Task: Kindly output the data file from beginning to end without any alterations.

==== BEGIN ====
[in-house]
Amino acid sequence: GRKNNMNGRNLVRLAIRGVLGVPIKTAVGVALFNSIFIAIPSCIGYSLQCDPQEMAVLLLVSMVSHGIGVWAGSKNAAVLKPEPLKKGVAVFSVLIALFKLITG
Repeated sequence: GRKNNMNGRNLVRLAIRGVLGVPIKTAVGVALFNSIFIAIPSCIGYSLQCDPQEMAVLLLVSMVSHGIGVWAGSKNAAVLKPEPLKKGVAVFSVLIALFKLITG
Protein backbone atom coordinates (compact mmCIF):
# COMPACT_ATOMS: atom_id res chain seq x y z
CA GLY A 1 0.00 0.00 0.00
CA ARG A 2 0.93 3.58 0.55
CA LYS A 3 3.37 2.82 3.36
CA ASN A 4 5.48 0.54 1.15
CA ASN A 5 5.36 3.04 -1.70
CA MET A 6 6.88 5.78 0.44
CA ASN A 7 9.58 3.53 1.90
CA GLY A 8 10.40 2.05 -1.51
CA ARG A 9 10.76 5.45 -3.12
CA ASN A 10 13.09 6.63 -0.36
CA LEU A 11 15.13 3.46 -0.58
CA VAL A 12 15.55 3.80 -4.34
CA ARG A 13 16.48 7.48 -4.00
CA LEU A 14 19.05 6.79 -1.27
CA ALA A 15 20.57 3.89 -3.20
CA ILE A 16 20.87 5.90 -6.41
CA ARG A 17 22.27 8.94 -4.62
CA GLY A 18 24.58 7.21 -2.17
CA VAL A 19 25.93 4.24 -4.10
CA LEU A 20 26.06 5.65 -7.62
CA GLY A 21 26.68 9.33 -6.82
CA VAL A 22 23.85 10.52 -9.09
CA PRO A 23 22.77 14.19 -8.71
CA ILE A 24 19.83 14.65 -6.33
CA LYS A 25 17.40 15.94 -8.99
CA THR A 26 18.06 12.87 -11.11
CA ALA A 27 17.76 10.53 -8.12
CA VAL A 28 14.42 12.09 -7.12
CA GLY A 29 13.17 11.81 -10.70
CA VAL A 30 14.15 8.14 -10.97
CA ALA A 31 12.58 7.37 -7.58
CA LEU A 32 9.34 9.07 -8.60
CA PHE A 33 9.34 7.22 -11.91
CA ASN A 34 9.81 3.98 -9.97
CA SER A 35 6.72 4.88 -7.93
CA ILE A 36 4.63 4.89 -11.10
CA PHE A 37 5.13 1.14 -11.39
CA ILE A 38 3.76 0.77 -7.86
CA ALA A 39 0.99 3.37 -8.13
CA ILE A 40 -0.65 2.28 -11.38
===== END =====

[in-house]
Amino acid sequence: GRKNNMNGRNLVRLAIRGVLGVPIKTAVGVALFNSIFIAIPSCIGYSLQCDPQEMAVLLLVSMVSHGIGVWAGSKNAAVLKPEPLKKGVAVFSVLIALFKLITG
Repeated sequence: GRKNNMNGRNLVRLAIRGVLGVPIKTAVGVALFNSIFIAIPSCIGYSLQCDPQEMAVLLLVSMVSHGIGVWAGSKNAAVLKPEPLKKGVAVFSVLIALFKLITG
Protein backbone atom coordinates (compact mmCIF):
# COMPACT_ATOMS: atom_id res chain seq x y z
CA GLY A 1 0.00 0.00 0.00
CA ARG A 2 0.93 3.58 0.55
CA LYS A 3 3.37 2.82 3.36
CA ASN A 4 5.48 0.54 1.15
CA ASN A 5 5.36 3.04 -1.70
CA MET A 6 6.88 5.78 0.44
CA ASN A 7 9.58 3.53 1.90
CA GLY A 8 10.40 2.05 -1.51
CA ARG A 9 10.76 5.45 -3.12
CA ASN A 10 13.09 6.63 -0.36
CA LEU A 11 15.13 3.46 -0.58
CA VAL A 12 15.55 3.80 -4.34
CA ARG A 13 16.48 7.48 -4.00
CA LEU A 14 19.05 6.79 -1.27
CA ALA A 15 20.57 3.89 -3.20
CA ILE A 16 20.87 5.90 -6.41
CA ARG A 17 22.27 8.94 -4.62
CA GLY A 18 24.58 7.21 -2.17
CA VAL A 19 25.93 4.24 -4.10
CA LEU A 20 26.06 5.65 -7.62
CA GLY A 21 26.68 9.33 -6.82
CA VAL A 22 23.85 10.52 -9.09
CA PRO A 23 22.77 14.19 -8.71
CA ILE A 24 19.83 14.65 -6.33
CA LYS A 25 17.40 15.94 -8.99
CA THR A 26 18.06 12.87 -11.11
CA ALA A 27 17.76 10.53 -8.12
CA VAL A 28 14.42 12.09 -7.12
CA GLY A 29 13.17 11.81 -10.70
CA VAL A 30 14.15 8.14 -10.97
CA ALA A 31 12.58 7.37 -7.58
CA LEU A 32 9.34 9.07 -8.60
CA PHE A 33 9.34 7.22 -11.91
CA ASN A 34 9.81 3.98 -9.97
CA SER A 35 6.72 4.88 -7.93
CA ILE A 36 4.63 4.89 -11.10
CA PHE A 37 5.13 1.14 -11.39
CA ILE A 38 3.76 0.77 -7.86
CA ALA A 39 0.99 3.37 -8.13
CA ILE A 40 -0.65 2.28 -11.38